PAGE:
Submarine - A very stylish coming-of-age story, featuring a young protagonist and his attempts to be with a girl and resolve problems within his family.  Self-acknowledgingly pretentious at times, a picture of awkward humor at others, but still enjoyable in an incredibly New Wave/Wes Anderson kind of way. 

Warrior - A very old sports story is made better by the two-for-the-price-of-one approach and the very strong performances from its cast.

X-Men: First Class - Matthew Vaughn did tremendous work on creating both a prequel and reboot to the X-Men film franchise.  Adding Michael Fassbender, among other factors, to this project was a huge plus as well.

and of course Captain America: The First Avenger - For pure heroics, look know further than Captain America, a guy so good that his only agenda is fighting for what is right.  Joe Johnston did a fantastic job at making a superhero film that feels modeled in the realm of old serials, much like his other film, The Rocketeer.

Films I Wish I Had Seen:

Being Elmo
Certified Copy
A Dangerous Method
Terri
Tyrannosaur
We Need to Talk about Kevin

Most Disappointing Films: 

Cowboys and AliensThere was so much potential and promise in this film.  Harrison Ford and Daniel Craig as leads; Jon Favreau directing; Steven Spielberg, Ron Howard, and Brian Grazer producing; a ridiculously fun idea for a story; all of this and the movie was still a big bore.  As this was near the top of my most anticipated list, I was saddened to not enjoy it as much as I would have wanted. (Review HERE)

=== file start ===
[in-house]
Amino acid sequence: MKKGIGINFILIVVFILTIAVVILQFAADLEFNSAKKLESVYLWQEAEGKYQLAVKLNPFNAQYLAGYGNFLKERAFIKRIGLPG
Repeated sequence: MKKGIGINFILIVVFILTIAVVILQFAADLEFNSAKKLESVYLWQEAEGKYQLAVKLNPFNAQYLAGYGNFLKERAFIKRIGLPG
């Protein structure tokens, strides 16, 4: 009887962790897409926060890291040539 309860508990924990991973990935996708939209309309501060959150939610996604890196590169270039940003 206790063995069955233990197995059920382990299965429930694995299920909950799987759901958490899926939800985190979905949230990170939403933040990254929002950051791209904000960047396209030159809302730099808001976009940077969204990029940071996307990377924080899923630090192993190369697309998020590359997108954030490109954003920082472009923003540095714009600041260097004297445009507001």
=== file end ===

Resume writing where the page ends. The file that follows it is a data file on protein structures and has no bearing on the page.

Drive Angry 3DI was not as saddened by this movie as ‘Cowboys’, but I was still hoping for much more given the combination of the team behind the surprisingly entertaining My Bloody Valentine 3D and Nicolas “Rage” Cage.  Somehow, the movie titled “Drive Angry” did not feature nearly enough angry driving and had a fairly low-key Cage, when his wild-man nature was really needed.  At least William Fichtner was awesome in this film, but not much else was.  (Review HERE)

 
Top 10 Worst Films of 2011: